In the beautiful associated church, alongside the wide girthed columns and ancient gravestones, was a pew much longer than the others. At one end, carved in wood, was a dog chewing a bone, at the other a cat enjoying a mouse feast. It reminded me of my poorly pal. Get well soon, Buster, there are more mice to be stalked!

Six on Saturday – Grounded

The beginning of June, and my SoS problems are not what can I include but what not to. Always problems. What will still be looking good next week, or the week after, what needs to be shared before the peak is passed? Even in my new garden things are moving apace. Of course, I am not alone in my happy troubles. Some are winding down, some are winding up, all are over at The Prop’s, take a look if you dare. Shall we shake a leg?

First we have a rather blurry Impatiens stenantha, like all its cousins, it is very happy to at long last have its feet in the ground. I never fail to be charmed by these blooms.

A once named but lost in the mists of time pelargonium has also found its way into one of the borders. Again, it seems happy, although I am not sure how it will fare in a clay soiled winter. Perhaps it will be confined for the wet and windy season.

Onto Rodgersia ‘Heavenly Gill’ which has well and truly made itself at home in the border. Previously struggling in a pot and, however hard I tried to bring it comfort, was miserable and resentful. Now she loves me. And I love her.

I am very pleased with this little corner of the little garden. It looks almost like a proper grown up garden.

On Wednesday we went on a post-Covid trip to the garden centre. I was told “We don’t need any more plants”. Inside I was chortling as I gravely nodded in agreement. As we independently looked up and down the rose aisles I was stopped in my tracks by a lone “Absolutely Fabulous”. Just as I was admiring the glorious blooms, OH called out to me “Come and look at this one”. He had come across the very same rose and was similarly charmed. The result was inevitable. I wish I could say it was our only purchase. I wish I could say it was the largest. I would not lie to you.

Finally, I was thrilled to find this little critter yesterday, a ladybird larvae. Oh yes, and it seems that I have actually, after many years and much disappointment, managed to grow Lilium ‘Susan’. And very lovely she is too. Although a little small. Next year …..

That is your lot. Keep the faith, ’til the next time.

Staying Positive

This Saturday is the long awaited wedding of my fabulous nephew Adam and his lovely partner Jess. The date has been rearranged twice. There has been much heartache and expectation in the process. Everyone has been looking forward to it for two years. My much-missed younger brother and his family from The Netherlands will be there, my sister-in-law’s family will be arriving from Norway; all celebrating in the amazing surrounds of St Audries Park on the edge of Exmoor. Our room has a four poster bed, chaise longue and views across the immaculate formal garden. The footprint of the bathroom is similar to that of our house and has the deepest slipper bath imaginable. But there is a chance we will not make it.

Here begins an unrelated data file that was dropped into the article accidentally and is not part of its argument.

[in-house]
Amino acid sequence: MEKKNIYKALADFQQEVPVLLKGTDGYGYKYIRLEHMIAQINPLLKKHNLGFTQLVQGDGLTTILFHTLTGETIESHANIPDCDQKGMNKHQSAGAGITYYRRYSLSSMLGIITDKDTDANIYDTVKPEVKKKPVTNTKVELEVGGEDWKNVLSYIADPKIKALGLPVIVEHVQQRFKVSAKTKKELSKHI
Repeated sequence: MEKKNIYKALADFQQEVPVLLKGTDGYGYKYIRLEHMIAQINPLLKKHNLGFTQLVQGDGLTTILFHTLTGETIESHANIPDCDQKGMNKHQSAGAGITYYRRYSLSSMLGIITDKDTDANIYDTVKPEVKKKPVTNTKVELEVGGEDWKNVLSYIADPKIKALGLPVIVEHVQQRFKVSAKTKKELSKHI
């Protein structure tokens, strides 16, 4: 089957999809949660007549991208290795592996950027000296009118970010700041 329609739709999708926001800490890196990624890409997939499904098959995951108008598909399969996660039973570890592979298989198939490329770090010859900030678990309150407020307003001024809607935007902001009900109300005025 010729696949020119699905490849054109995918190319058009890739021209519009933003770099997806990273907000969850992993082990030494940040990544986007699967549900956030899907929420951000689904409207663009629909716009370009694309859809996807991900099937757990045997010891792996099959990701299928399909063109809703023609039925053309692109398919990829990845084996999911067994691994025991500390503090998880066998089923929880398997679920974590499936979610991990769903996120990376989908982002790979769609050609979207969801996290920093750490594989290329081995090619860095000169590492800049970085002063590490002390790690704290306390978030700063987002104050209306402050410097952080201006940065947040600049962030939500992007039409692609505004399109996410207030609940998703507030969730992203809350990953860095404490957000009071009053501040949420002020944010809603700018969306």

We are still Covid positive.

There is hope, of course, a couple more days for the dratted line to give up and go home. Twice in a row.

And if I can’t go, I have vowed, like a second class Miss Haversham, to wear my special dress all day and weep into my prosecco. Which we haven’t got, so it will have to be tonic water.

Of course, the last thing we want is to put anyone at risk, and we will stay away if there is any doubt. But I really, really, really, really, really want to be there. What I am asking is for some serious, global entreaties to be sent to the powers that be, in order for us to get there. Perhaps a little communal chanting or some serious visualisation. Are there any witches (white) or wizards close by to cast a spell or two? I’m sure a few of you must have some ethereal clout. Thanking you in anticipation of you doing your very best.

Six on Saturday – Gotcha

It got me in the end. The dreaded Covid. Stopped in my tracks. Unsure quite how, but still, it got me. After two years and several months, I have fallen. And here we are in poorly-land. It will be obvious that, due to my ability to scribble (metaphorically speaking) a spartan blog, I am not desperately ill, and for that I am thankful. Still, there is gardening that can’t be done, gigs not attended, family outings to forgo. Luckily I am surrounded by the warm arms of my family. When I told Peggy she said “Well, at least you’ll have time to turn up the hems of the two pairs of trousers I gave you to alter.” Hopefully all is well with the rest of the gang, pop over to The Prop’s site and all will be revealed. Shall we get on? I’ve got coughing and feeling miserable to get on with.

First we have the annual SoS display of Rhoodohypoxis baurii (or similar). They are looking a real treat at the moment. Joy to my heart.